Dr Hanh Bui

Dr Hanh Bui is the Teaching and Research Fellow at Shakespeare’s Globe. Her scholarship is positioned at the crossroads of race, age, disability, and early modern theatre. Her work has appeared in Shakespeare Survey, Renaissance Studies, Renaissance Drama, Literature/Film Quarterly, and the edited collection Shakespeare’s Things: Shakespearean Theatre and the Non-Human World in History, Theory, and Performance (Routledge 2021). Her current book project is entitled Birthing Race on Shakespeare’s Stage.

Hanh is also on the steering committee of the Early Modern Scholars of Colour (EMSOC) network. She completed her PhD in English at Brandeis University and her BA at Stanford University.

Research Interests

Hanh’s doctoral thesis addresses the role that medical and scientific technology plays in the performance, construction, and constitution of ageing bodies in Shakespeare’s works. It considers the questions: how did innovations in early modern science affect cultural attitudes toward old age, and how did writers such as Shakespeare respond to these developments? The project combines multiple approaches and archives to widen the historiography of early modern ageing to focus on material culture – inventions such as the mirror, spectacles, and clock – along with changing medical practices in anatomy and life extension, to explore how science introduced new contingencies to the life course.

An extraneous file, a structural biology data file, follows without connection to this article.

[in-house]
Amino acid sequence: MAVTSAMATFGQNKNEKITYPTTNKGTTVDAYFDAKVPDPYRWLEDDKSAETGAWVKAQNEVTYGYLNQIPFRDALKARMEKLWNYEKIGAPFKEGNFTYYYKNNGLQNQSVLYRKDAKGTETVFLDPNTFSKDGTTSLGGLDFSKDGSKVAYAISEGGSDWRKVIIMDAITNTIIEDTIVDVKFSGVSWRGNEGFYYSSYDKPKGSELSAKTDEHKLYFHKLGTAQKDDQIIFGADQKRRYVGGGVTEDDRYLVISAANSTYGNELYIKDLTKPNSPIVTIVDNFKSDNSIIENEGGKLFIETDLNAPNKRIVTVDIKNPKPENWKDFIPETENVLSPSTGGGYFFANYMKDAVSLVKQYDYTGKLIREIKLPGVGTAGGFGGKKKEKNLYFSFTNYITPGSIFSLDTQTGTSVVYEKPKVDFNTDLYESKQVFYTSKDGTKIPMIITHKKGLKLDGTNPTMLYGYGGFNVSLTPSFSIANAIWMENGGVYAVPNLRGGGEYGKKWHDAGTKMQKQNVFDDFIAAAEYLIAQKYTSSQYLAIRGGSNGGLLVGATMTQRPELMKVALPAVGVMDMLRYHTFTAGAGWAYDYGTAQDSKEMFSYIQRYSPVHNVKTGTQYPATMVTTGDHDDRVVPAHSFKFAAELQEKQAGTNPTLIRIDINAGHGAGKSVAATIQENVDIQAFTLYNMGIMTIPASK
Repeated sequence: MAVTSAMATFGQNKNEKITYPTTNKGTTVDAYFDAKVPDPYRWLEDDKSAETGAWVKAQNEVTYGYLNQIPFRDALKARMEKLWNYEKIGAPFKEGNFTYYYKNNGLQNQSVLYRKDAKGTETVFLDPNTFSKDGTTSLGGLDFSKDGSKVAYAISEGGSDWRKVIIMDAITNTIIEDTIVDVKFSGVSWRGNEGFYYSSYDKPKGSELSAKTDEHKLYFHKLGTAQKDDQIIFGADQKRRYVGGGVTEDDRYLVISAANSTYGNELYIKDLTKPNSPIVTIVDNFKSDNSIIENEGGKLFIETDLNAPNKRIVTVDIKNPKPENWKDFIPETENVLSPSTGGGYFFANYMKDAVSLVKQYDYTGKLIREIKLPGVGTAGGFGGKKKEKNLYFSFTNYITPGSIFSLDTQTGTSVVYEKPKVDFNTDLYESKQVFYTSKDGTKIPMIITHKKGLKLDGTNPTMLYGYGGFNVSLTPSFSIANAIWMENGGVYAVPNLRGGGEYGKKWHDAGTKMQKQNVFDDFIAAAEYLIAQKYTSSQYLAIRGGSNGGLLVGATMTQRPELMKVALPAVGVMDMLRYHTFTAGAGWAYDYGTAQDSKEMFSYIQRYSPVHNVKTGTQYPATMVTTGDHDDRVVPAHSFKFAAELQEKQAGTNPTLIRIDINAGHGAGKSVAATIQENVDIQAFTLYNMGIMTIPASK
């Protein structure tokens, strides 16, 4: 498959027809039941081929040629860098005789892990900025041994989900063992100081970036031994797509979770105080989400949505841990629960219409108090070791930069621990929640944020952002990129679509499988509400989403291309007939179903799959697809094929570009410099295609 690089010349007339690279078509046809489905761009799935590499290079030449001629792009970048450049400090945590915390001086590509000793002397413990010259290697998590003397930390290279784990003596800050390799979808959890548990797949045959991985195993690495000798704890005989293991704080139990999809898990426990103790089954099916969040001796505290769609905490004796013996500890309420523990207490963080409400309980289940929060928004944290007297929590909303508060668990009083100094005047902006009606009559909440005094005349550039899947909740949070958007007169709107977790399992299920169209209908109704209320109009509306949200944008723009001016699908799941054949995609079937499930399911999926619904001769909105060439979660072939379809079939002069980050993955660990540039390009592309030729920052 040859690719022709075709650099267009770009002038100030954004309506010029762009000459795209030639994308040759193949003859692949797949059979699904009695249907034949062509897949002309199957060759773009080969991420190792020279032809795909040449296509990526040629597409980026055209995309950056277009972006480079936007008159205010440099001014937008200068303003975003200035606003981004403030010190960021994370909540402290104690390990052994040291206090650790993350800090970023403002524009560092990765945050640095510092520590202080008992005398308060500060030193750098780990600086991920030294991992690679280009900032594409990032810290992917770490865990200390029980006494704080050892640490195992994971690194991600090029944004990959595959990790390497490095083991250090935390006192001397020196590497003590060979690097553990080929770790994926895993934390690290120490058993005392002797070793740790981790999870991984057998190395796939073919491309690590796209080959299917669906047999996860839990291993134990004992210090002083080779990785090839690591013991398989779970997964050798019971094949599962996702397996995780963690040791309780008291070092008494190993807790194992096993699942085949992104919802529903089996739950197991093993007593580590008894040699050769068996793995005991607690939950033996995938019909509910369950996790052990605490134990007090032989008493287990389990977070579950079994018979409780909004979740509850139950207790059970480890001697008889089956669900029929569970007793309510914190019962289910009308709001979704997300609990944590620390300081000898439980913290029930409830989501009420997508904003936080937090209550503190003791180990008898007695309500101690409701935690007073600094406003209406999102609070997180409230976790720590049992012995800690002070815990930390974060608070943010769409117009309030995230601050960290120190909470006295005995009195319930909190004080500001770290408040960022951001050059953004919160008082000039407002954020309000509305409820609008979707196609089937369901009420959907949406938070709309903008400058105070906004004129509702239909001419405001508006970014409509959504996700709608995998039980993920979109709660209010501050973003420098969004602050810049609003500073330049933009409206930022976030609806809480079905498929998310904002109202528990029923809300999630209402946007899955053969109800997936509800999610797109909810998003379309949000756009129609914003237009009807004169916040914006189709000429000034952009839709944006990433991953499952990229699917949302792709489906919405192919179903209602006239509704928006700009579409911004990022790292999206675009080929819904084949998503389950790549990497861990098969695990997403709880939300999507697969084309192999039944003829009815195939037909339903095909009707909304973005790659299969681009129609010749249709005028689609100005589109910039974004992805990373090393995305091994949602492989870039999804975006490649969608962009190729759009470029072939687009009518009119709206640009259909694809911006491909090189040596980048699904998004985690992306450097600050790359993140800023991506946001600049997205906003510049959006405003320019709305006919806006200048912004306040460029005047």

‘”Send the midwife”: The Birth of Blackness in Titus Andronicus‘, Renaissance Studies (2024).

‘Sycorax’s Hoop’, Shakespeare Survey (2023).

King Lear and the Duty to Die’, Renaissance Drama (2021).

‘Effigies of Childhood in Kurzel’s Macbeth’, Literature/Film Quarterly (2020).


‘The Mirror and Age in Shakespeare’s Sonnets’, in Brett Gamboa and Lawrence Switzky (eds), Shakespeare’s Things: Shakespearean Theatre and the Non-Human World in History, Theory, and Performance (Routledge, 2020).


Tomas Macsotay, Cornelis van der Haven, and Karel Vanhaesebrouck (eds), The Hurt(ful) Body: Performing and Beholding Pain, 1600-1800, in British Journal for the History of Science (December 2019).

Emma Smith, Shakespeare’s First Folio: Four Centuries of an Iconic Book, in Shakespeare Newsletter (Spring 2017).